Too few air cargo security staff and Environmental Protection Agency (EPA) inspectors were on hand to scan shipments and approve export licenses, so some shippers and freight-handlers experienced delays in inspections and paperwork approvals for exports and imports. The launches of new transportation services, such as the TEXRail Passenger service and Alaska Airlines’ new route, were pushed back because they were not able to obtain all necessary approvals from the Federal Railroad Administration (FRA) and Federal Aviation Administration (FAA) in time.
Shortages of Transportation Security Administration (TSA) staff caused long security lines at airports, and shortages of air traffic controllers prevented some planes from taking off. The added inconvenience and safety fears caused some travelers to postpone or cancel their travel plans. The grounding of flights at LaGuardia airport in late January ultimately forced an end to the showdown on Capitol Hill–at least temporarily.
Federal pay freeze adds insult to injury
While everyone was focused on the drama of the shutdown, another change took place in Washington that could have an even greater effect on the federal workforce and on labor markets with a high demand for STEM skills.
On December 28, President Trump signed an executive order freezing federal workers’ pay for 2019. The executive order canceled a 2.1% across-the-board pay increase that was set to take effect in January. The President also canceled the “locality pay increase,” which would have adjusted paychecks based on local living costs and ease the cost burden for federal workers serving in the more expensive areas of the U.S.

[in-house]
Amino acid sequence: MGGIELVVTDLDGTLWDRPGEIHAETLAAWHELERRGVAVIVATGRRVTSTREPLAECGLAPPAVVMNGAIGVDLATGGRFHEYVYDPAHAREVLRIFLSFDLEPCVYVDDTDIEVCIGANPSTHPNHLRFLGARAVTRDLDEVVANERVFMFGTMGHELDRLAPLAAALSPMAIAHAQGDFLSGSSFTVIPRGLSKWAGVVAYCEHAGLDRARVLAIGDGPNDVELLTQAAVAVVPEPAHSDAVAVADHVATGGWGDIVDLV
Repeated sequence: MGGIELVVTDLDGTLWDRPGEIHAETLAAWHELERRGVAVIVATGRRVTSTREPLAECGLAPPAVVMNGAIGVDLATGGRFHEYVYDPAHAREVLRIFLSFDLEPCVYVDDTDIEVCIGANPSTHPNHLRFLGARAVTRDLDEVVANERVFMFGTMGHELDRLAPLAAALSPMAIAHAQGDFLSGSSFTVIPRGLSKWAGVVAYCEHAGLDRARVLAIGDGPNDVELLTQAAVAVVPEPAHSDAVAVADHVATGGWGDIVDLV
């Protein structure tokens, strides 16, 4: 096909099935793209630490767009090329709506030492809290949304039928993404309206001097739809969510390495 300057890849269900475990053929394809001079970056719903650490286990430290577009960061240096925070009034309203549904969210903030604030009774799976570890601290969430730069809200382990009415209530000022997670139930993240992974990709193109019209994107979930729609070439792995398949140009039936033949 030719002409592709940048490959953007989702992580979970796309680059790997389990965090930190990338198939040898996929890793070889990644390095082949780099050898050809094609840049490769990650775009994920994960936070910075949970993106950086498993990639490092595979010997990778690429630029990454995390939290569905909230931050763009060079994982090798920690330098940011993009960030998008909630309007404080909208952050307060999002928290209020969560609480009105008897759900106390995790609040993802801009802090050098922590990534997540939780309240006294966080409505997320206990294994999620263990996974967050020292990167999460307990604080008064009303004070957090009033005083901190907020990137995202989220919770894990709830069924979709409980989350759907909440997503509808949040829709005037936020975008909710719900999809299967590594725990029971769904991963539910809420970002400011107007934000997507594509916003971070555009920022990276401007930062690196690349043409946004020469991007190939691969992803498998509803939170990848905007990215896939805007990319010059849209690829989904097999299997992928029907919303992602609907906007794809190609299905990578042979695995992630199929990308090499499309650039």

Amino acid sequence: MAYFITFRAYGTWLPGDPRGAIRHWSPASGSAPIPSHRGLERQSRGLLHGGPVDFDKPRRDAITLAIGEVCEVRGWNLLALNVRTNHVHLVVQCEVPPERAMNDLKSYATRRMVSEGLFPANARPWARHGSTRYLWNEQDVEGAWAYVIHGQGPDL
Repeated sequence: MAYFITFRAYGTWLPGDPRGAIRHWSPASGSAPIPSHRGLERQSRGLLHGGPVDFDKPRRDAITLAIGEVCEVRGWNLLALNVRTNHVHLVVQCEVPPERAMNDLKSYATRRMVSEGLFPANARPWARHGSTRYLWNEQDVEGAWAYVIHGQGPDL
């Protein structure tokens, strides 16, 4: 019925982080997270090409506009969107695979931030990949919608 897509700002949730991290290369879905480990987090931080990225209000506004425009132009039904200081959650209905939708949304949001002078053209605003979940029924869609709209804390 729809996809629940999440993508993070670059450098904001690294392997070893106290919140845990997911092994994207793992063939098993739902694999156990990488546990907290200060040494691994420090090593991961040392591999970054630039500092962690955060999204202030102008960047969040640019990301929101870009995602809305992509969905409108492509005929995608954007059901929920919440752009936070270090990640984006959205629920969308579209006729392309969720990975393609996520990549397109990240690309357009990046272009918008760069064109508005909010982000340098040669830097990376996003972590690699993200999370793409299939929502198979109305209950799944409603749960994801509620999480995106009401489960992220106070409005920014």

Even though the shutdown stole the spotlight, studies have shown that pay freezes may actually have a greater impact on the health of the federal workforce. A study by the RAND Corporation estimates that federal pay freezes reduce the size of the retained federal workforce with at least a bachelor’s degree by 7.3% and the size of the comparable STEM workforce by 8.5%.
The federal government is already struggling to address a shortage in certain scientific and technical personnel, such as cybersecurity professionals, largely due to constraints on its ability to compete with the private sector on pay. If the pay freeze further harms retention, private-sector companies could be the beneficiaries of an influx of highly trained and talented workers.
On the other hand, private-sector companies could be hurt in other ways if government staffing challenges cause delays or quality declines in services on which private-sector companies rely. There are also large private-sector spillovers from government investments in science and technology, and those could be diminished if understaffing leads to a decline in productivity and innovation.
Finally, there are the effects on public opinion and on future recruiting efforts, which may be harder to quantify. Job security and the reliability and regularity of pay increases are among the many reasons people choose to work in public service. Without the promise of a steady paycheck and advancement opportunities, federal workers and job seekers considering federal employment may look elsewhere.